- Republican Wins Money Race in New York Special
- Congressional Hits and Misses: Week of April 20, 2015
- Pelosi Reacts to Death of Al Qaida Hostages
- Pelosi Calls Emerging Trade Deal a 'Pothole'
- Freshman's Campaign Issue Gets D.C. Attention
A bipartisan group of 300 House members last week defied the wishes of both the Obama administration and Appropriations Committee leaders by voting to keep the Air Force’s venerable fleet of A-10 Warthog close-air support planes.
Conservative groups and Republican lawmakers want to revive a policy debate over the federal role in transportation policy as Congress gets ready to debate a long-term reauthorization of highway and transit programs.
Congress isn’t accomplishing much legislatively these days. That’s not news. But in one area — annual appropriations — bills are being marked up and moved to the floor. With diminishing discretionary dollars, appropriators are making tough choices about which programs to fund and which to cut. And all too often they are faced with the choice of balancing current mission-critical programs against an ever growing backlog of infrastructure demands.
There is a shell game currently underway on Capitol Hill. The House Republican Leadership are trying to use the elimination of essential postal services as a means to pay for temporarily extending the exhausted Highway Trust Fund. Unfortunately for taxpayers and postal customers, the game is rigged. The reality is that all the shells are empty.
As Senate floor action on appropriations begins to pick up, House consideration may be slowing down.
With the first cluster of appropriations bills due on the Senate floor next week, Republicans must decide whether to fight now or later over spending and policy priorities.
A pediatric research bill Congress cleared this week is winning praise for boosting efforts to combat childhood diseases, but the measure will not change any spending levels unless appropriators allocate money for the work to the National Institutes of Health.
Congress is once more setting itself up for a last-minute funding crisis, set to hit right before lawmakers take off for their August recess.
President Barack Obama ordered the creation of a high-level working group to respond to the recent surge in unaccompanied immigrant children, following congressional criticism that he has neglected to acknowledge the extra money and effort needed to handle the crisis.
In Washington, we know that the federal government spends more than it takes in and that it borrows more than it should, but do we really know where our finances stand?
The last time Rep. Dana Rohrabacher offered an amendment on the House floor to protect states rights when it came to legalization of medical marijuana, it was defeated 163–262.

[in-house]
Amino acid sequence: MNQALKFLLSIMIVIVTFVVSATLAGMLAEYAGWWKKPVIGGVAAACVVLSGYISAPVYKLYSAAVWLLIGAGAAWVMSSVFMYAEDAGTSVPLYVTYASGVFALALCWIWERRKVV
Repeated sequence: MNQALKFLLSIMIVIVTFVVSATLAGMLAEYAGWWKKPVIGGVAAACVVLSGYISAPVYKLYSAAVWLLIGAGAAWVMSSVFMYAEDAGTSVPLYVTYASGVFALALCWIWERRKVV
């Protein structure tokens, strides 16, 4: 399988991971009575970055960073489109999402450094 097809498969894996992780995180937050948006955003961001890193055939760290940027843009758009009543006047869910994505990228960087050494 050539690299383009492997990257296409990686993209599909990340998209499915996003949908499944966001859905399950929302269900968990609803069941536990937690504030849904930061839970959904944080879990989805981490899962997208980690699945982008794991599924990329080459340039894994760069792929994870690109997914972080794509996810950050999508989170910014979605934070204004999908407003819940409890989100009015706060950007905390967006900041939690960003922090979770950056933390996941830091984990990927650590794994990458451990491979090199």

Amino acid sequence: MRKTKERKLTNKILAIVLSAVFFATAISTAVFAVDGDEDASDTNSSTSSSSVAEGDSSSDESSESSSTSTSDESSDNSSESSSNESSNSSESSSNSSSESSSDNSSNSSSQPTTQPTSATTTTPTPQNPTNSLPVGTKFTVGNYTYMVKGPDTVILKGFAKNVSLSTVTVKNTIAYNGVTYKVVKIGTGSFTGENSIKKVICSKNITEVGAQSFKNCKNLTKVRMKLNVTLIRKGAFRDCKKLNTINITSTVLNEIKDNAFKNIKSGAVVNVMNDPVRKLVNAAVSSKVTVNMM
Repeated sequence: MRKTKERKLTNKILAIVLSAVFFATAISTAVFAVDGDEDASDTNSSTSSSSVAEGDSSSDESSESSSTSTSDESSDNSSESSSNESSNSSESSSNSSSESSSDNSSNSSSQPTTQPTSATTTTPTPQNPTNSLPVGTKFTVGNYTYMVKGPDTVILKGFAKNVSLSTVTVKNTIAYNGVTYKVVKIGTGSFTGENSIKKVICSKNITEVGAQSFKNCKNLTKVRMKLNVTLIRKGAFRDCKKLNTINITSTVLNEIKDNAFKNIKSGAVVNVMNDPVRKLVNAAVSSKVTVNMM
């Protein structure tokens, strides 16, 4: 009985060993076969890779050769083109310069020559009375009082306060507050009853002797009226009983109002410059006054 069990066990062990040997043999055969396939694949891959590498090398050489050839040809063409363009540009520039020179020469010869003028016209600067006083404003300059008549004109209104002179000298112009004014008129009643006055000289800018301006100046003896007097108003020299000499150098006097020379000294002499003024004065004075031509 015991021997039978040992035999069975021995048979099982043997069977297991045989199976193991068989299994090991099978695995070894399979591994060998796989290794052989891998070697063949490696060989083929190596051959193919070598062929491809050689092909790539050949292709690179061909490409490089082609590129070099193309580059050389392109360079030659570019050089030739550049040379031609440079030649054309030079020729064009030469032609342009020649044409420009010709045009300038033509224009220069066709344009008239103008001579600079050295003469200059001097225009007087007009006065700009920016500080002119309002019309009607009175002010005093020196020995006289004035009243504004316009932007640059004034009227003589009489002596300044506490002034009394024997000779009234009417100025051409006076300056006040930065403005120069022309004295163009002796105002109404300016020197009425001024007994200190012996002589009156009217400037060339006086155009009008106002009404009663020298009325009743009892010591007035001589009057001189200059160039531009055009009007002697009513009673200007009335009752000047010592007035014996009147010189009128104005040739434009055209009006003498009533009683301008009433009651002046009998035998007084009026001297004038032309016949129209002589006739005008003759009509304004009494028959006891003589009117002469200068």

The House, which passed one permanent extension of an expired business tax break, will delay any action on other so-called extenders until at least June following the demise this week of the Senate’s two-year tax break patch.
House appropriators advanced a measure Thursday to fund the Justice and Commerce departments, along with science agencies, after endorsing a GOP gun proposal and sidelining a series of Democratic firearm policy amendments.
A pair of firearms provisions buried deep within the chairman’s mark of the fiscal 2015 Commerce-Justice-Science funding bill highlight an emerging strategy in the annual debate over spending: Policy language that seeks to make permanent changes in the law.
The process for shedding excess military infrastructure is unlike any other in government.
The House Armed Services Committee is opening the door ever so slightly to the possibility of another Base Closure and Realignment Commission, laying the preliminary groundwork in its version of the fiscal 2015 defense authorization bill for the Pentagon to begin the lengthy and painful process of shuttering unneeded installations.
If your boss handed you a to-do list that had projects to work on from 25 years ago, you’d be fairly concerned about the prospect of getting all of them done. It would be even worse if the boss kept giving you new projects that also needed to be completed. While it may be a bit of a stretch, this is essentially the problem the Transportation and Infrastructure Committee had to solve in writing the latest Water Resources Reform and Development Act.
The next three months are crunch time for appropriators hoping to pass as many of the 12 annual spending bills as possible before the August recess.
Appropriators may not wield the clout they once did, but when it comes to lobbying for federal dollars, they’re still a top ticket in town.
A potential agreement on a long-stalled House GOP proposal to streamline federal job training programs is emerging as a possible linchpin for a deal on a five-month extension of expired unemployment benefits.